• a tbsp of hemp seed (part of my Omega-3 for the day)
  • A drizzle of Balsamic vinegar.
And here is another version:
Serious Oatmeal also, but with Strawberries


A note, you do not want to O/D on Omega-3. Too much is no good, what matters is the proportion between Omega-3 and Omega-6. Personally, I use 2-3 tbsp a day of hemp seeds, milled flax seed, or chia seeds. That seems to be about right for me. Individual mileage may vary, so consult with your plant-based doctor at the time of your physical ;-)

Saturday, September 21, 2019

Another Bengali Meal Prep in September

Bengal cuisine offers such rich possibilities for cooking with spices more than salt.

Today's cooking class was another lesson in a @WFPB version of traditional recipes.

We start with Brown Basmati Rice, which was cooked in advance with a Zojirushi NP-NVX18 Rice cooker on the GABA Brown Rice setting, meaning it is germinated brown rice, that germinated for 2 hours at 105F and then cooked under pressure with an Induction Heat system.









Our new friend from Queens, Katerina from Queens was there once again. Somehow we lost count, because two people could not make it in the last minute, and we ended up inviting other people in the church to share our meal with us, and a good time was had by all. Not to mention many of us ended up taking more home with us.


Ingredients:

  • Onion
  • Garlic
  • Peppers
  • Tomato
  • Cilantro
  • green chilis
  • turmeric
  • Panch Puran
  • Bay Leaves
  • Yondu or Bragg's liquid aminos
  • Water

  • Water squash
  • Cauliflower
  • Egg plant
  • Eddo
  • Green Papaya

Instructions:

The first steps are actually the same for both dishes, so we made a large batch of onions, and then split them in two and put on the vegetable medley first, since it needs a longer cooking time.
  • Caramelize the onions 
  • add in the chilis, turmeric, panch puran, minced garlic, cut up peppers and add some water with Yondu or Braggs to continue - we used 1 tsp Yondu for a cup of water.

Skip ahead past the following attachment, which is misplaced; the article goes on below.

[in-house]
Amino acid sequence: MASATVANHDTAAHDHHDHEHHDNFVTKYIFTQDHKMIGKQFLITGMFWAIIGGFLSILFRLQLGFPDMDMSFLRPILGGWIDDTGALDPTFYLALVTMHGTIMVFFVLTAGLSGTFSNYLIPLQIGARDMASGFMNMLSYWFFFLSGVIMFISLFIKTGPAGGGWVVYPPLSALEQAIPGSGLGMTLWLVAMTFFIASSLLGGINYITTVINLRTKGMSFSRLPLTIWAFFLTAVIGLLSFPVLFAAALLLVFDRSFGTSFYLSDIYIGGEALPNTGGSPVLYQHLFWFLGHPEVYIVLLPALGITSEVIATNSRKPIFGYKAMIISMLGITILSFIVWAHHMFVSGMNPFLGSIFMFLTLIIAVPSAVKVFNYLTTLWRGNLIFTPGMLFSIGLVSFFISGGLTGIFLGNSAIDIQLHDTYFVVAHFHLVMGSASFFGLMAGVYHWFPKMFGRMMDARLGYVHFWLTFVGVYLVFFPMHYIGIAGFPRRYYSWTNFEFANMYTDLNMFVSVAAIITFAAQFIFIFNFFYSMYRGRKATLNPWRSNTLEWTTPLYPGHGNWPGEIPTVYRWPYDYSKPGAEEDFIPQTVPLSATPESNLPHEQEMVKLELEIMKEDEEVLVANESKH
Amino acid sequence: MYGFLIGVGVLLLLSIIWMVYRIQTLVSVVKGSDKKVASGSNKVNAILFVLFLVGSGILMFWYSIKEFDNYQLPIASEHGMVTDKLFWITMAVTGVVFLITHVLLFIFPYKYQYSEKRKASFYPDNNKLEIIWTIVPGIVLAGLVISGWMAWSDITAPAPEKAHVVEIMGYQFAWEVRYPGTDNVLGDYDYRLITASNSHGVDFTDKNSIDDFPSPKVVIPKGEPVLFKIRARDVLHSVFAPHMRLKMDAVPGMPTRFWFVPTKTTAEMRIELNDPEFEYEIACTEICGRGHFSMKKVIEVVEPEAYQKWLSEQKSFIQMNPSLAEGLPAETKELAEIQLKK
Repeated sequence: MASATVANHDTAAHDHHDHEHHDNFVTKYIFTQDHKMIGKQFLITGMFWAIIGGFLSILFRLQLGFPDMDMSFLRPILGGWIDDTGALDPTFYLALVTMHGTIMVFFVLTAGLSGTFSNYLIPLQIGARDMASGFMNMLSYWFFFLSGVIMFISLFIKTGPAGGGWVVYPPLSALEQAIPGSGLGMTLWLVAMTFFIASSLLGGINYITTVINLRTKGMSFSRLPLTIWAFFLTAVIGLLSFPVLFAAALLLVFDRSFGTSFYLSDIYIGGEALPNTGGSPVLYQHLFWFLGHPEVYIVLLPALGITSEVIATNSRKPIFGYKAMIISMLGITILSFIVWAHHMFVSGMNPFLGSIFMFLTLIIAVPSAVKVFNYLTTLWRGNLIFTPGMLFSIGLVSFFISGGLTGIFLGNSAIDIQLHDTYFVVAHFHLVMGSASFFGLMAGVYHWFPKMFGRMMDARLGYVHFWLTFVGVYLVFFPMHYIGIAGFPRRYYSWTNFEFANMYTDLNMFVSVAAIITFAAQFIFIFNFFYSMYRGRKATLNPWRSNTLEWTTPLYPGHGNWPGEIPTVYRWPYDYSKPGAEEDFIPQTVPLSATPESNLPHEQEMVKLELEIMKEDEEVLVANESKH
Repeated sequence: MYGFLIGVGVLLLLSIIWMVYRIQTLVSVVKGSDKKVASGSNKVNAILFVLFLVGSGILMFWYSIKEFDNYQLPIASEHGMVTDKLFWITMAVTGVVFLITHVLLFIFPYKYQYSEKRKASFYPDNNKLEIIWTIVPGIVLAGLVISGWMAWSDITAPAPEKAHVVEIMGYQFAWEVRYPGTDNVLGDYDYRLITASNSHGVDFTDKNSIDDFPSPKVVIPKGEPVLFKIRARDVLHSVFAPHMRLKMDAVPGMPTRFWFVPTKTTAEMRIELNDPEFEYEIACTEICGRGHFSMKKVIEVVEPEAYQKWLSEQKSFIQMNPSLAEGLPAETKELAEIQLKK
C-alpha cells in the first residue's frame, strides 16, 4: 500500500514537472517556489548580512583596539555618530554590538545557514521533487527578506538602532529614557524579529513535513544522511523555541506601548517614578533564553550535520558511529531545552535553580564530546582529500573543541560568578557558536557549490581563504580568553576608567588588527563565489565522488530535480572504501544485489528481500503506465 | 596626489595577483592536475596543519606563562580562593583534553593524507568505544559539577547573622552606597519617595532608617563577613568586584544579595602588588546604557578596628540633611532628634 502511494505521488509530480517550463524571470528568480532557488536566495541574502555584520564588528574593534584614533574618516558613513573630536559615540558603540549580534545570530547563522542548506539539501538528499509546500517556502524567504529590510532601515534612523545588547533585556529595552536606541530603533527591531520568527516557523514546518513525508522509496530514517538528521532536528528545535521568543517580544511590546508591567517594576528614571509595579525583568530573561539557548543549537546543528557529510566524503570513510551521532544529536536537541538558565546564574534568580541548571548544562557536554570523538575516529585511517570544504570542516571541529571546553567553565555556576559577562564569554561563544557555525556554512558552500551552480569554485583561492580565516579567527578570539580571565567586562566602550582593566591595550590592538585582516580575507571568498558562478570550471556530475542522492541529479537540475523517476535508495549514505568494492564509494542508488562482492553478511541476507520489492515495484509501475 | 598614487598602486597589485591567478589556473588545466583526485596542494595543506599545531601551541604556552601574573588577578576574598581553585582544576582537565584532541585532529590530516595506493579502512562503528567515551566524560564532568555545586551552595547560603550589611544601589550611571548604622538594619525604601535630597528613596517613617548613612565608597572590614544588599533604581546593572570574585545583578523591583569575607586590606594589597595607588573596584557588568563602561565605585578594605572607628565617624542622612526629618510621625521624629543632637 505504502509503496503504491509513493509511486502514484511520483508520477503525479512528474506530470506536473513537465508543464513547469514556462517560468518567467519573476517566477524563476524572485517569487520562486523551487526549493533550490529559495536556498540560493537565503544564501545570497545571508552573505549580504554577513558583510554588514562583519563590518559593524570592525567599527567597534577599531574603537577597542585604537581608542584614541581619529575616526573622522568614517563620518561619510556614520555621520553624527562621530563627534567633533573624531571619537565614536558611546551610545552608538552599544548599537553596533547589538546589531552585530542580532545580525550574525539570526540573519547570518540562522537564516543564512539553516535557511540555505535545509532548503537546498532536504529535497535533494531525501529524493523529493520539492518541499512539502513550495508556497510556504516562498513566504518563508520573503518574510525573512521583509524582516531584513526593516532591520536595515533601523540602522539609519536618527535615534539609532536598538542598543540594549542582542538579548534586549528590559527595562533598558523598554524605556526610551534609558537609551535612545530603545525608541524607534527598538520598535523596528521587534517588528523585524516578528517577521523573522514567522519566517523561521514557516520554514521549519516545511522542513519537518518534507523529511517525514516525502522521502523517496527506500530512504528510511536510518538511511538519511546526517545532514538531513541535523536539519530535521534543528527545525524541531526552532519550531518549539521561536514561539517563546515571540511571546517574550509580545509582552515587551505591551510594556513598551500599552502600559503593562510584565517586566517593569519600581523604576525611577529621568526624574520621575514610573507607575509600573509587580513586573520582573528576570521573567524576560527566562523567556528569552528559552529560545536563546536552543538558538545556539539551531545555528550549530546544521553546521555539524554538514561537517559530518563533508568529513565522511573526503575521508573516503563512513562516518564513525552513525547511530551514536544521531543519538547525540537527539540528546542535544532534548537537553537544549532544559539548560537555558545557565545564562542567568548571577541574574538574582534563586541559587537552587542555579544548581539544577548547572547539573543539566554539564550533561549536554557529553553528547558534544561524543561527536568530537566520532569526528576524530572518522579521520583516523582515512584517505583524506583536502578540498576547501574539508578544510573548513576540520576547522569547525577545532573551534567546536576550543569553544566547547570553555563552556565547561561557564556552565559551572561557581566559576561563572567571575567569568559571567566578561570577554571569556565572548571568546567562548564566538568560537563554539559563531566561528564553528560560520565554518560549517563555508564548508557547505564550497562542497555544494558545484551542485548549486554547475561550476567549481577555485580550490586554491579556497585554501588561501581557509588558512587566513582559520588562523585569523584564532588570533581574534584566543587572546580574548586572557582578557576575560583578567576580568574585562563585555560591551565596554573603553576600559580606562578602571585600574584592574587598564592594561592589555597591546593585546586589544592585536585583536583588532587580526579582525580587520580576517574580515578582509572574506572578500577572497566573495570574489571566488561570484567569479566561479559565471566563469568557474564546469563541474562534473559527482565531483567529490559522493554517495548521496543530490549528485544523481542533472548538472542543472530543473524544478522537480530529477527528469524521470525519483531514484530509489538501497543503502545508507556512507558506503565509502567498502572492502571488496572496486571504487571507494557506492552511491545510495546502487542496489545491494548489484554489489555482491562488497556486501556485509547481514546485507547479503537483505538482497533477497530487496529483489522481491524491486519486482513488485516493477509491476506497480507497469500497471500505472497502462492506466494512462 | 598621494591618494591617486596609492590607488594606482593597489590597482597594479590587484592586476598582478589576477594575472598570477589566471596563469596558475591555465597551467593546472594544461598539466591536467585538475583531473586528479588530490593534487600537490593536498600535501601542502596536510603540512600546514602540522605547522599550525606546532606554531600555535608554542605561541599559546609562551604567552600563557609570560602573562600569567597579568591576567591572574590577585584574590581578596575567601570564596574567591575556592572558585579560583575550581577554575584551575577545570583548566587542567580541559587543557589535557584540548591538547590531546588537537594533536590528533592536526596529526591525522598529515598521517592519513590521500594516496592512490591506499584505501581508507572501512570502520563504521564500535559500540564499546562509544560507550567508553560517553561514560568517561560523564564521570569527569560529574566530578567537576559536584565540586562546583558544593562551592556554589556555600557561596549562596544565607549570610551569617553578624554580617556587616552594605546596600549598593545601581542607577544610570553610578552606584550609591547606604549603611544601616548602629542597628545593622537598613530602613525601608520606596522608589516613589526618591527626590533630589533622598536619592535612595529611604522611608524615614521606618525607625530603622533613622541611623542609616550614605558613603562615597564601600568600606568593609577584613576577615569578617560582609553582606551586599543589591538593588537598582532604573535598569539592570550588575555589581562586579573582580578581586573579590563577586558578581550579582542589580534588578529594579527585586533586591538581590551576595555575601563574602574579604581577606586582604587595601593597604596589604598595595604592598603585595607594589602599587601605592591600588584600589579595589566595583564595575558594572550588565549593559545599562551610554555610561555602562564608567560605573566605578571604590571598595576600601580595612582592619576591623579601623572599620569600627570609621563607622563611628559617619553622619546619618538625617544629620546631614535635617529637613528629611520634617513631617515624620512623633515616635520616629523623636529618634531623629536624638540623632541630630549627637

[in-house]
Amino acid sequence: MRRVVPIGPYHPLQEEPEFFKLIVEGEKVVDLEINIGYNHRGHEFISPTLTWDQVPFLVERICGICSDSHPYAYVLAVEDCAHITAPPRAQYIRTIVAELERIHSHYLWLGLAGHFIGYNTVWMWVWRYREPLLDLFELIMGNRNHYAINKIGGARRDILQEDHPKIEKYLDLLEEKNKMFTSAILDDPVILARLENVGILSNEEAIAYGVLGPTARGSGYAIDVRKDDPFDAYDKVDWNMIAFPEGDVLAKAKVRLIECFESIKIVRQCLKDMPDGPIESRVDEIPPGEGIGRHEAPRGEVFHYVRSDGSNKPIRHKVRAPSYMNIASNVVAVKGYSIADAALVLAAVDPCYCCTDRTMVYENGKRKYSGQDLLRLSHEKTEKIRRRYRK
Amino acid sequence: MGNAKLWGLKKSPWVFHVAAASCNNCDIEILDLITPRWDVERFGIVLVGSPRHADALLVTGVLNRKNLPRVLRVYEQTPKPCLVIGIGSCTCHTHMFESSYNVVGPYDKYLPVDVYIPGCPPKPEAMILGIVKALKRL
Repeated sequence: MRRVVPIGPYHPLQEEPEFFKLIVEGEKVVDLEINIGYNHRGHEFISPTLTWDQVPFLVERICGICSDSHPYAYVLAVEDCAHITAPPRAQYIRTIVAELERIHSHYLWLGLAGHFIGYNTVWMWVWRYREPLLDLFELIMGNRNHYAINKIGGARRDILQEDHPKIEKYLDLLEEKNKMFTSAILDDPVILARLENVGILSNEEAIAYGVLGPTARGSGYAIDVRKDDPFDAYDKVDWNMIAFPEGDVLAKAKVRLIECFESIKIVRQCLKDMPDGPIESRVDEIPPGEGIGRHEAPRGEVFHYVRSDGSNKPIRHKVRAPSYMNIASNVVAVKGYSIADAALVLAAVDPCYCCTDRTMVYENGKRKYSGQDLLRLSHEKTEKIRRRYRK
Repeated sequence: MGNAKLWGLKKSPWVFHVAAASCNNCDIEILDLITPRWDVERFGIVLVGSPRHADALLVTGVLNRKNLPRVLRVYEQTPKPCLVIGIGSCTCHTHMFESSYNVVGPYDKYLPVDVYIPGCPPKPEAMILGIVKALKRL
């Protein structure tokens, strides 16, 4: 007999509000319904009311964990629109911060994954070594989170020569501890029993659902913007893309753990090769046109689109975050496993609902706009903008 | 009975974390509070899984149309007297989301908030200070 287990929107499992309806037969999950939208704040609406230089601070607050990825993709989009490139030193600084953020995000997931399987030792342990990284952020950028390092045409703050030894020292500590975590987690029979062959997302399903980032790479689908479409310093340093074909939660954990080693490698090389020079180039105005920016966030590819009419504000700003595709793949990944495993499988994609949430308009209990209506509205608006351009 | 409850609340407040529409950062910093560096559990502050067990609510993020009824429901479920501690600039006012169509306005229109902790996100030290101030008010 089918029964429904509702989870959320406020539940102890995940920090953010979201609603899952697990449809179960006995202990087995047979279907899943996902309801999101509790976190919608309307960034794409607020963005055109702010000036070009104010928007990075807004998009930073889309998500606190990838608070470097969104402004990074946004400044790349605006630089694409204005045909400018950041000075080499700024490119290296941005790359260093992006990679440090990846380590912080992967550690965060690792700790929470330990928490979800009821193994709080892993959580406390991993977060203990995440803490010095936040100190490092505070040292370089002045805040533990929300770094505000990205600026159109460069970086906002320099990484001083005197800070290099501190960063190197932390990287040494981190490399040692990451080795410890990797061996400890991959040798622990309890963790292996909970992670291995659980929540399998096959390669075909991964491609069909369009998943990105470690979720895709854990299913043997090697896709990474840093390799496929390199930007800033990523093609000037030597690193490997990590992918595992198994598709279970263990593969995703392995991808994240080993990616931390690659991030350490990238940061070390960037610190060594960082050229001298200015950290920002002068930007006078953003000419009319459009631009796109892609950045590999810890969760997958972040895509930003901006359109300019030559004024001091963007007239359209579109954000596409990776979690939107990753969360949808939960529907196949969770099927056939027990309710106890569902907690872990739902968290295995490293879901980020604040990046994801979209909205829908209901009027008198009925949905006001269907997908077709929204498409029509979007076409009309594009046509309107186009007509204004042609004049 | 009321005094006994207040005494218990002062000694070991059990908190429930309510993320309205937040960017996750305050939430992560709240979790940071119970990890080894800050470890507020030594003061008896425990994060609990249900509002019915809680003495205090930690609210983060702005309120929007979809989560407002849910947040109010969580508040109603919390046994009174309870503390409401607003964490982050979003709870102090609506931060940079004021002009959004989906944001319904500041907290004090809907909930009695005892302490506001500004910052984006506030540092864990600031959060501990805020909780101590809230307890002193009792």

• add in the lentils and more water
  • add in the harder veggies first, for they need longer to soften
  • add in the softer veggies later (e.g, tomato), also cilantro.
  • add water as needed.
  • add some bay leaves

Three Greens Medley Dal

No, dal is not an airline. It is the typical sauce made from lentils, and you can consider it a soup or a sauce, depending on the occasion. Any three green leafy veggies will do... according to the season today we picked this:

Ingredients:

  • onions,
  • garlic
  • pepper
  • cilantro
  • turmeric
  • panch puran
  • green chilis
  • Yondu or Bragg's Liquid Aminos to taste.
  • lentils
  • poi leaf (aka Malabar spinach)
  • spinach
  • callaloo

Preparation:

For the first step, see above about caramelizing the onions, again we did the onions once for the two dishes and then split them up.

We added water to the caramelized onions

We had young baby spinach, so we did not need to cut it. The callaloo and Poi Leaf we cut in about 1" lengths.

There were grapes for desert. Unfortunately, our friend Khokon unexpectedly could not make it so we will have to do it again and learn to do it even better, but it was a good lesson in a basic dish that you can vary almost endlessly according to the season.

If the group had been bigger, we would have made a salad. The plan was for spaghetti salad from green papaya, carrots, daikon, and zucchini, with a 1/2/3 ddressing (1 measure maple syrup, 2 measures dijon mustard, 3 measures maple syrup) with lemon and lime, dill, parsley, pepper. That 's an invention of Shamim, who is Khokon's cousin and sometime chef.

Practicing plant-based on a budget: